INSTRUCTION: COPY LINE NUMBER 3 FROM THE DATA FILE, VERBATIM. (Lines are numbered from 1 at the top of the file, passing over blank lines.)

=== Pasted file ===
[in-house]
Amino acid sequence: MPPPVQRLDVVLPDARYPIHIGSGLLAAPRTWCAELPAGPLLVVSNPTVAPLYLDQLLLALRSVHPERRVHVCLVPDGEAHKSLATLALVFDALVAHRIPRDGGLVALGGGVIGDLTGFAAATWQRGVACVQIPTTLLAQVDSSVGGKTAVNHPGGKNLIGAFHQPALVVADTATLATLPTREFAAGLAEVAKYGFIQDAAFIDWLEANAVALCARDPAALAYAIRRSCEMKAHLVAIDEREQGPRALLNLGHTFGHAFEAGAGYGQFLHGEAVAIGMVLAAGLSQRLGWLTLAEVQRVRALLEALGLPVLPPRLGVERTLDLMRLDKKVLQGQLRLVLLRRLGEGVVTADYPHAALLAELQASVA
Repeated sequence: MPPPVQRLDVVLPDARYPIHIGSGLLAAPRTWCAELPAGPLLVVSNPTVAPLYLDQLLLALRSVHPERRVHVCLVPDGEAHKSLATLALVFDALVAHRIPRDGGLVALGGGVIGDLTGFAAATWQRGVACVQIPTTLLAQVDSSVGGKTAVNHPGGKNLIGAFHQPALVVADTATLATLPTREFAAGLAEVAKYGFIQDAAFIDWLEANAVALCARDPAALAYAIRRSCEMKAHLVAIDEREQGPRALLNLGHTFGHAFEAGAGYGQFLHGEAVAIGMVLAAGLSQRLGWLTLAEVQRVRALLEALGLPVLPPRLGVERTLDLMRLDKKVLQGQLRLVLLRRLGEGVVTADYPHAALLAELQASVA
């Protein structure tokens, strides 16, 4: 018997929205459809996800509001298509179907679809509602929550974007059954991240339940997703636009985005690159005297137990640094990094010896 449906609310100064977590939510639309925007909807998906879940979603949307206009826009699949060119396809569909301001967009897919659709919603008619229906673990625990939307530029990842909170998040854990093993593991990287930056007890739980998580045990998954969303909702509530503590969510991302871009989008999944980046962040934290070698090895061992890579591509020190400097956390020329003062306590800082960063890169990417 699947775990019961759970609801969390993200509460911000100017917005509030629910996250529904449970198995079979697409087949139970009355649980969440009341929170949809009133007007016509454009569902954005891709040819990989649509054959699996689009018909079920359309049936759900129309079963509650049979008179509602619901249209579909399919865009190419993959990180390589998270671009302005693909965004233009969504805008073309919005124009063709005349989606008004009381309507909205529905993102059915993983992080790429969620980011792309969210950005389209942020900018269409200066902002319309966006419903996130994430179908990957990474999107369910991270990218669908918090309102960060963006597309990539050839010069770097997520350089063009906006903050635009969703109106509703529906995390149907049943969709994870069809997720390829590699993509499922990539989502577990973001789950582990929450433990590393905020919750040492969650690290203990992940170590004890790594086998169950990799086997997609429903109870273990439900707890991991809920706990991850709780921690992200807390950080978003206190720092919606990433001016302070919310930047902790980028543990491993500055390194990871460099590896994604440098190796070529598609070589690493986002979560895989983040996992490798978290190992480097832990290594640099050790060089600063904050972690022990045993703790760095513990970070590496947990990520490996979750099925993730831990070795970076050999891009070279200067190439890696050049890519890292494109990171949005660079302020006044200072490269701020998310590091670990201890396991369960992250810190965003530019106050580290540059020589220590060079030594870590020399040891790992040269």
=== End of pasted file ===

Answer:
Repeated sequence: MPPPVQRLDVVLPDARYPIHIGSGLLAAPRTWCAELPAGPLLVVSNPTVAPLYLDQLLLALRSVHPERRVHVCLVPDGEAHKSLATLALVFDALVAHRIPRDGGLVALGGGVIGDLTGFAAATWQRGVACVQIPTTLLAQVDSSVGGKTAVNHPGGKNLIGAFHQPALVVADTATLATLPTREFAAGLAEVAKYGFIQDAAFIDWLEANAVALCARDPAALAYAIRRSCEMKAHLVAIDEREQGPRALLNLGHTFGHAFEAGAGYGQFLHGEAVAIGMVLAAGLSQRLGWLTLAEVQRVRALLEALGLPVLPPRLGVERTLDLMRLDKKVLQGQLRLVLLRRLGEGVVTADYPHAALLAELQASVA